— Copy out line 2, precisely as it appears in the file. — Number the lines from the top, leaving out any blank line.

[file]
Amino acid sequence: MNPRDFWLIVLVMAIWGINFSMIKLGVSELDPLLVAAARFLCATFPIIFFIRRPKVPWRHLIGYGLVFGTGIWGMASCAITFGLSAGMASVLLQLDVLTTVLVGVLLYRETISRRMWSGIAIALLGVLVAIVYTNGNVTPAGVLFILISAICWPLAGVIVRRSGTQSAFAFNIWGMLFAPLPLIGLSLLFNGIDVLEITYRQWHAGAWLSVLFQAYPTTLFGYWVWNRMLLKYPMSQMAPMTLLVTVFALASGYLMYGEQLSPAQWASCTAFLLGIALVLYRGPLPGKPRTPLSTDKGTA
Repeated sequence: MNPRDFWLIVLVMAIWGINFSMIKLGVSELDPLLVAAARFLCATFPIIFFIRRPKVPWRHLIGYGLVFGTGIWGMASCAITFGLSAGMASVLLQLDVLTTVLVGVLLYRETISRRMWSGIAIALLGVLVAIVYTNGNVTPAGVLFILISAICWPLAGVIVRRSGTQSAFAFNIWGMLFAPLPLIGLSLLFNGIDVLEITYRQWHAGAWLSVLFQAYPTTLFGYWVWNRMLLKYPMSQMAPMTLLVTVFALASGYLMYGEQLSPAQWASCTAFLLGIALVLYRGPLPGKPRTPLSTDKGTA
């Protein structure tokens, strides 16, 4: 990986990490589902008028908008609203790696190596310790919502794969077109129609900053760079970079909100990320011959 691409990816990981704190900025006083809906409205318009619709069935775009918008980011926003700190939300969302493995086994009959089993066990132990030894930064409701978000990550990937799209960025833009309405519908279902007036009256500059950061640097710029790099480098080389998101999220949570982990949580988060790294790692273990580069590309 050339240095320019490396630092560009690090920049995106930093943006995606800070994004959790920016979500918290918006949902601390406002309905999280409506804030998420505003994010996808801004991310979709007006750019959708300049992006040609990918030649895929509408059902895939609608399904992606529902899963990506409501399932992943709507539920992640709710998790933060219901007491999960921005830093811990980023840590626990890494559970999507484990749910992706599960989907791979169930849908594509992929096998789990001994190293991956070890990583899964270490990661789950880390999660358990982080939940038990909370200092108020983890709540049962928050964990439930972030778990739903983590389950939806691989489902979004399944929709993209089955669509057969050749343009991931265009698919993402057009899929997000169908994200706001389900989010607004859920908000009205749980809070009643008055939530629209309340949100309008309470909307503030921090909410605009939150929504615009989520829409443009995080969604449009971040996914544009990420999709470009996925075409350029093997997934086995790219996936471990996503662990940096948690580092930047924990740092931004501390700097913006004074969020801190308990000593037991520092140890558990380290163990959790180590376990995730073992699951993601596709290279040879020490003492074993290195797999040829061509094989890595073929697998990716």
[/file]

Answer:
Repeated sequence: MNPRDFWLIVLVMAIWGINFSMIKLGVSELDPLLVAAARFLCATFPIIFFIRRPKVPWRHLIGYGLVFGTGIWGMASCAITFGLSAGMASVLLQLDVLTTVLVGVLLYRETISRRMWSGIAIALLGVLVAIVYTNGNVTPAGVLFILISAICWPLAGVIVRRSGTQSAFAFNIWGMLFAPLPLIGLSLLFNGIDVLEITYRQWHAGAWLSVLFQAYPTTLFGYWVWNRMLLKYPMSQMAPMTLLVTVFALASGYLMYGEQLSPAQWASCTAFLLGIALVLYRGPLPGKPRTPLSTDKGTA